For a little while now, I’ve been running a little site called Tidy Repo as a resource for new and advanced users alike. The site’s principle is fairly simple, a single repository of all the greatest WordPress plugins, tested, curated and reviewed. I go through the tens of thousands of plugins out there, and find the very best ones, and put them up on Tidy Repo with a short walkthrough for getting started.
The concept is simple. Use any plugin listed on my site, and I can guarantee that it will work, be well supported, and be frequently updated. Each week, I get a chance to add a few more.
It was actually TorqueMag that gave me my first exposure, and hired me on as a plugin specialist. In the past year or so, I’ve been diving further and further into the world of plugins, continuing to share what I’ve found along the way. But it’s been my wish for a while now to try and take Tidy Repo to the next level, with more robust features, and more in-depth tutorials and plugin comparisons.
From time to time, I’ve received emails with more unique requests. Users that are looking to solve a very specific problem, but can’t find a solution. I answer what I can, but I’d really like to take Tidy Repo to a place where I can offer personalized assistance with setting up WordPress sites and picking out the right plugins. But the site is a whole lot of work, and I don’t always have the time.
That’s why I’m very excited to announce that I’ve found a new partner for Tidy Repo: Jack McConnell.
Jack and I first spoke when I asked for some help with the site. Since then, we’ve talked at length about improvements that can be made, and where the future of Tidy Repo lies. This includes more frequent plugin reviews, an updated design, and a lot more features in the next few months. You can see the full details over at Tidy Repo, but needless to see, we have a lot planned.
Plugin discoverability is a major concern for me, and I believe, for the WordPress community. For your average user, plugins are what bridge the gap between a functional CMS and a full-featured website that serves the need of their users. But there are a lot of plugins out there, and it can be intimidating for new users to jump in without knowing what problems they might run into.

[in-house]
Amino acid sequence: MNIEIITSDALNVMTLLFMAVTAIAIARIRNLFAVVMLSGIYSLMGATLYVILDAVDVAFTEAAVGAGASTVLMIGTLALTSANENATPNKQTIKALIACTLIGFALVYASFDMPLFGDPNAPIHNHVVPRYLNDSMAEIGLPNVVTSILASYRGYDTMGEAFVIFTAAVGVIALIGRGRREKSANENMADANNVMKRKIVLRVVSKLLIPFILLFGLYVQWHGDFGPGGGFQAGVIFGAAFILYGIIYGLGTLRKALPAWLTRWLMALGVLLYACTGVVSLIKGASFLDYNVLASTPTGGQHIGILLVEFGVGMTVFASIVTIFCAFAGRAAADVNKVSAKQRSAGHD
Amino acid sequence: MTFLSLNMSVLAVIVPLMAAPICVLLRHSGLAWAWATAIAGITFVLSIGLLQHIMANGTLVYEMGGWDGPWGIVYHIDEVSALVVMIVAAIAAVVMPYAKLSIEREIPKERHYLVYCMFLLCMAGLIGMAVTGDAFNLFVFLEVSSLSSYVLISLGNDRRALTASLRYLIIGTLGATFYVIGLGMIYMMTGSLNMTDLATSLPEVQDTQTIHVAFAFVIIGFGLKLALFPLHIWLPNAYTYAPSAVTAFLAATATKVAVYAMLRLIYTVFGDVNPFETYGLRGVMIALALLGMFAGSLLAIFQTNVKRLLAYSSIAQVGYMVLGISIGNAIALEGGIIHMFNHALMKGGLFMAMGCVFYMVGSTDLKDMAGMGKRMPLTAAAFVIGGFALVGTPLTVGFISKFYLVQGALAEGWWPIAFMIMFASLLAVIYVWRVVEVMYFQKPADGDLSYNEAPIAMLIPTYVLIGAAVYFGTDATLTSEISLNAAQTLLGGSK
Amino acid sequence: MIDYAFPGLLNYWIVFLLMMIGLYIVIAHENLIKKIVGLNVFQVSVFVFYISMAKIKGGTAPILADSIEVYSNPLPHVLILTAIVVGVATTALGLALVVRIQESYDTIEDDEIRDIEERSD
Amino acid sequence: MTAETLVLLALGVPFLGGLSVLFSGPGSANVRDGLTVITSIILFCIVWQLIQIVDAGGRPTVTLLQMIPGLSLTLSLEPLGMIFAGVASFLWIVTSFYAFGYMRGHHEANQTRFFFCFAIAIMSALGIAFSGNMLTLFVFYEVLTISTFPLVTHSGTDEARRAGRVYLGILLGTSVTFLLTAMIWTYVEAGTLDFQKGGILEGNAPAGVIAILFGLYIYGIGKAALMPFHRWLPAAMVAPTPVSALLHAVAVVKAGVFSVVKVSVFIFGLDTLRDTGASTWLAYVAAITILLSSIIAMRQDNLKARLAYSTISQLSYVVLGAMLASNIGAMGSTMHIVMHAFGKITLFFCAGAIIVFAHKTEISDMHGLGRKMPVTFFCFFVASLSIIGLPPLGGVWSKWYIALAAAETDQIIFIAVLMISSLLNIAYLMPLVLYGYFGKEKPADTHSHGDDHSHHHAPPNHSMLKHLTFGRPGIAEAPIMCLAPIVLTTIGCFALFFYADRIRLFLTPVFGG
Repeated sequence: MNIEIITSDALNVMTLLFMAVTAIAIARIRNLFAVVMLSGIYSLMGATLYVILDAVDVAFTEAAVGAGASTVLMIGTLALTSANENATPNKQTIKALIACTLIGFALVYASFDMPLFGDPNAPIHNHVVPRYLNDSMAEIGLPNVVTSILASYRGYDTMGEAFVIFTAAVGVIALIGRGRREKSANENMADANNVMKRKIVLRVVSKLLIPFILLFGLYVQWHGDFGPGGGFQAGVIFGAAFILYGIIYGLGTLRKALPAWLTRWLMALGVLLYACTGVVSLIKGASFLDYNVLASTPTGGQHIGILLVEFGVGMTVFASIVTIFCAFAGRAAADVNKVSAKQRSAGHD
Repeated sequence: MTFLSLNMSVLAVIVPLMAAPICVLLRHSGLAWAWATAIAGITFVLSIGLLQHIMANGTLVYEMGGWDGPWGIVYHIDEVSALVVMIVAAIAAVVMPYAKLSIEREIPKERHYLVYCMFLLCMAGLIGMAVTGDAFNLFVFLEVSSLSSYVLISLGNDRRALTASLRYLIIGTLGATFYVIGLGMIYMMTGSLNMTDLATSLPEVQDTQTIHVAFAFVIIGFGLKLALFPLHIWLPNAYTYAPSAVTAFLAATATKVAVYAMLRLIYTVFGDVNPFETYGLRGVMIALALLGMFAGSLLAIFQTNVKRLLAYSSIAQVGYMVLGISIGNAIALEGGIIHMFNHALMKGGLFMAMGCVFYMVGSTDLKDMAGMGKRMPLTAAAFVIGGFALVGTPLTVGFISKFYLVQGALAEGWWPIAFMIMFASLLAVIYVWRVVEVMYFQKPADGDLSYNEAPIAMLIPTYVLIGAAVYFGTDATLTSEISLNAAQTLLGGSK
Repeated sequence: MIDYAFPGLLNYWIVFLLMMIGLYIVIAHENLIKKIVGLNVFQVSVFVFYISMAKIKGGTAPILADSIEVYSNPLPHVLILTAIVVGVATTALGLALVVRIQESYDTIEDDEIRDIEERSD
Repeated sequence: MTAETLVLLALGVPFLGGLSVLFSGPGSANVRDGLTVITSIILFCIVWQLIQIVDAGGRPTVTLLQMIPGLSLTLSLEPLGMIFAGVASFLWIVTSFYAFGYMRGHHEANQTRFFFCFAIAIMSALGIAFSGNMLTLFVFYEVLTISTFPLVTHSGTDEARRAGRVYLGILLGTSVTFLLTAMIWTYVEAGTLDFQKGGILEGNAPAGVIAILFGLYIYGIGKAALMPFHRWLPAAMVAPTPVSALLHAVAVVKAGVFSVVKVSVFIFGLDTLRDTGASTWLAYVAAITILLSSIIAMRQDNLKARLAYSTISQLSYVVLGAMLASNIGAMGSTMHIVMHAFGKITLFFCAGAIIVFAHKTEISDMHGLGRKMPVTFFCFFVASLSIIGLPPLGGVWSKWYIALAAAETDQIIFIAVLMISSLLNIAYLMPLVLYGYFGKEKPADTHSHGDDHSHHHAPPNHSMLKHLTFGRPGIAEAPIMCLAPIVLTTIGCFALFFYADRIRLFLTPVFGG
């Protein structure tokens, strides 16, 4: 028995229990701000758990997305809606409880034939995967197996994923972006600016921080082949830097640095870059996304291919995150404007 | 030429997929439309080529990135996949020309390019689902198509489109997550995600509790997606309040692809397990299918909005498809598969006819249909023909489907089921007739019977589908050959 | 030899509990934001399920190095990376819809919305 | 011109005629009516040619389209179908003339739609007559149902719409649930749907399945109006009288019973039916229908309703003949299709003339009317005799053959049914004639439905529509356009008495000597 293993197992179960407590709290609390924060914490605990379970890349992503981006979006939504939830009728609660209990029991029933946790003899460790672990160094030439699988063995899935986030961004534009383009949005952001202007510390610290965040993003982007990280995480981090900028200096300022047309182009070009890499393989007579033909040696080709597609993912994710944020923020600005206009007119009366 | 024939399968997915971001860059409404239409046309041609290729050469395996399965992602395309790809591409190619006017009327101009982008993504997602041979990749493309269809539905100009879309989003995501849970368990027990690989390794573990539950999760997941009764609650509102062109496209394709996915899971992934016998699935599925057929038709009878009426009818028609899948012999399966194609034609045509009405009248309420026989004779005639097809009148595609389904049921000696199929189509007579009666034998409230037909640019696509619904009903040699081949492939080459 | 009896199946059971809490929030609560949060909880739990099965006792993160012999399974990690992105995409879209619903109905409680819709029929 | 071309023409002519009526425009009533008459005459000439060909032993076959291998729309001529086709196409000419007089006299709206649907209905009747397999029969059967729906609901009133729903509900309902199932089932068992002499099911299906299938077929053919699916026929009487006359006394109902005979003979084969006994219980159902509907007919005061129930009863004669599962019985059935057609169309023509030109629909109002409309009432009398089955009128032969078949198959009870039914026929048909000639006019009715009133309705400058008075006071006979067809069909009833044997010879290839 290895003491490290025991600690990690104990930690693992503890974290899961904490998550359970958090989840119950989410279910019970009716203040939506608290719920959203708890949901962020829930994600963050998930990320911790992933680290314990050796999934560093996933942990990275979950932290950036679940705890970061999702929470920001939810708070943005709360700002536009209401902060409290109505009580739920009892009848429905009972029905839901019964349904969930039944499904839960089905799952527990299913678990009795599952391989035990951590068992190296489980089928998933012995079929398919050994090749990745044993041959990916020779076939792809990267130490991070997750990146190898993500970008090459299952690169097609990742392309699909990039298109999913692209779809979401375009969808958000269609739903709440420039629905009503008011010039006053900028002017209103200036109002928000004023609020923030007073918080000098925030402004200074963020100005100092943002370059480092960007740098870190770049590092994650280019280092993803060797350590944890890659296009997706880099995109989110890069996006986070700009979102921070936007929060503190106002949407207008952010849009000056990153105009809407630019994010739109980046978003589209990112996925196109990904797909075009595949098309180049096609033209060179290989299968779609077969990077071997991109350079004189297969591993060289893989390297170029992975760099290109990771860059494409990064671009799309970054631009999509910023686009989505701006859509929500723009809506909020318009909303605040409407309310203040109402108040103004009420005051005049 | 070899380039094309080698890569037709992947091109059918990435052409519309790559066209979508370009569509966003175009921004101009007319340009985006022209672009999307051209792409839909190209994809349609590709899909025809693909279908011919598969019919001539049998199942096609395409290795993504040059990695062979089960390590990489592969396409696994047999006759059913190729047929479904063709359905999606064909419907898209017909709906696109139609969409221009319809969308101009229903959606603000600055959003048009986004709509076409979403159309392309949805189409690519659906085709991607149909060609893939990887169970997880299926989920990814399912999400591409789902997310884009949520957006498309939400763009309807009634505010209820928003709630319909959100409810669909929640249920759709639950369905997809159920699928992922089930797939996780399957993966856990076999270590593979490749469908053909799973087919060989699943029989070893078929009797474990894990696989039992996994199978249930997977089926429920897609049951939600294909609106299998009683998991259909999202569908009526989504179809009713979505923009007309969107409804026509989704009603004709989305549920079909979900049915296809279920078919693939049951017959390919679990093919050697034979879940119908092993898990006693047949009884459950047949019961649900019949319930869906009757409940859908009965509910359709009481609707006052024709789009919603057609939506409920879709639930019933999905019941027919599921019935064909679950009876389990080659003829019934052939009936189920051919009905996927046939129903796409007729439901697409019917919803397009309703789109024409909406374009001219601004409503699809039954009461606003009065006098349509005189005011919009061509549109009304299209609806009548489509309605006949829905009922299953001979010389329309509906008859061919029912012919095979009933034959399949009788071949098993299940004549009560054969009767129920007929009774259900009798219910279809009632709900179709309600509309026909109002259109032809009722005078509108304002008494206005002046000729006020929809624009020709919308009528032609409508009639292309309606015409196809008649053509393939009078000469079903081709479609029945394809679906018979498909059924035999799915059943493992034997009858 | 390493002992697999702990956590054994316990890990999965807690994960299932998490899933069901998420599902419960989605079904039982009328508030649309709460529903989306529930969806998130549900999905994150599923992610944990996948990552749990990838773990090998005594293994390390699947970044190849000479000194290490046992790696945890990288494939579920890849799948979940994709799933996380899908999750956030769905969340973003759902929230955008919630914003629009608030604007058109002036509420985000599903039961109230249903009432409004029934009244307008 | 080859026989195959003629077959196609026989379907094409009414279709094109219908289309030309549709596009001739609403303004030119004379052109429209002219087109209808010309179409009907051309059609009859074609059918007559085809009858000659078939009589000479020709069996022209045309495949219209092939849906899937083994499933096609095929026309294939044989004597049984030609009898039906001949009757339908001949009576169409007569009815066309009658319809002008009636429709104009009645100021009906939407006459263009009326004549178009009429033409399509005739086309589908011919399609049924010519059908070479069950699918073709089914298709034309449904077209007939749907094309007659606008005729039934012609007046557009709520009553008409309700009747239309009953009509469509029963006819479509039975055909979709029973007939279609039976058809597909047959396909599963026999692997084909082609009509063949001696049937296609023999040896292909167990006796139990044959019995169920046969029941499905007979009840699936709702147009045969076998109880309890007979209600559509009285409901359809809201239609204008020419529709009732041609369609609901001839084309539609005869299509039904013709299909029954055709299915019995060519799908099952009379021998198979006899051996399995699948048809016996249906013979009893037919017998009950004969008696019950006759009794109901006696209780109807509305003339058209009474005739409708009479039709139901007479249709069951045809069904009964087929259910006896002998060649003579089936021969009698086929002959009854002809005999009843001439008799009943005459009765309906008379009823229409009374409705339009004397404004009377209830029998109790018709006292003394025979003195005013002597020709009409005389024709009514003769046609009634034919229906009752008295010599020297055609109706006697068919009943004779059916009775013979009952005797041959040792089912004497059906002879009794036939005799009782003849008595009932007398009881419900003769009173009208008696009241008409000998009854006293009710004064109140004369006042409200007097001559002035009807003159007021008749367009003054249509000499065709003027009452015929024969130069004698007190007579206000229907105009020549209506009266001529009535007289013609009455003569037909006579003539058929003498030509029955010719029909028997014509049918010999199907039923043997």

As Jack and I continue to develop Tidy Repo, my hope is that I can make the plugin space just a little more welcoming, and give users the assurance they need to start adding robust functionality to their own websites. That means reading through full tutorials that walk you through every detail of finding and installing plugins. Or connecting with other users for advice and recommendations. And, in the most unique cases, that might mean connecting with Jack and I directly, so that we can address your problem and get you on your way to solving it.
That’s what we have in store for this next step in Tidy Repo’s progress. But we’re still very much in the ideation phase. So I’d like to hear from you too.
How could we make plugin discoverability easier? Let me know in the comments, I’m open to any suggestions.
Jay Hoffmann is a WordPress developer hailing from NYC. In the strictest sense of the word, he is a WordPress enthusiast with an eye for front-end development and design. He has been working with WordPress since 2006 and currently works for a popular children’s media company. This year, Jay started Tidy Repo, a curated list of the best and most reliable plugins from around the web. You can also follow Jay on Twitter.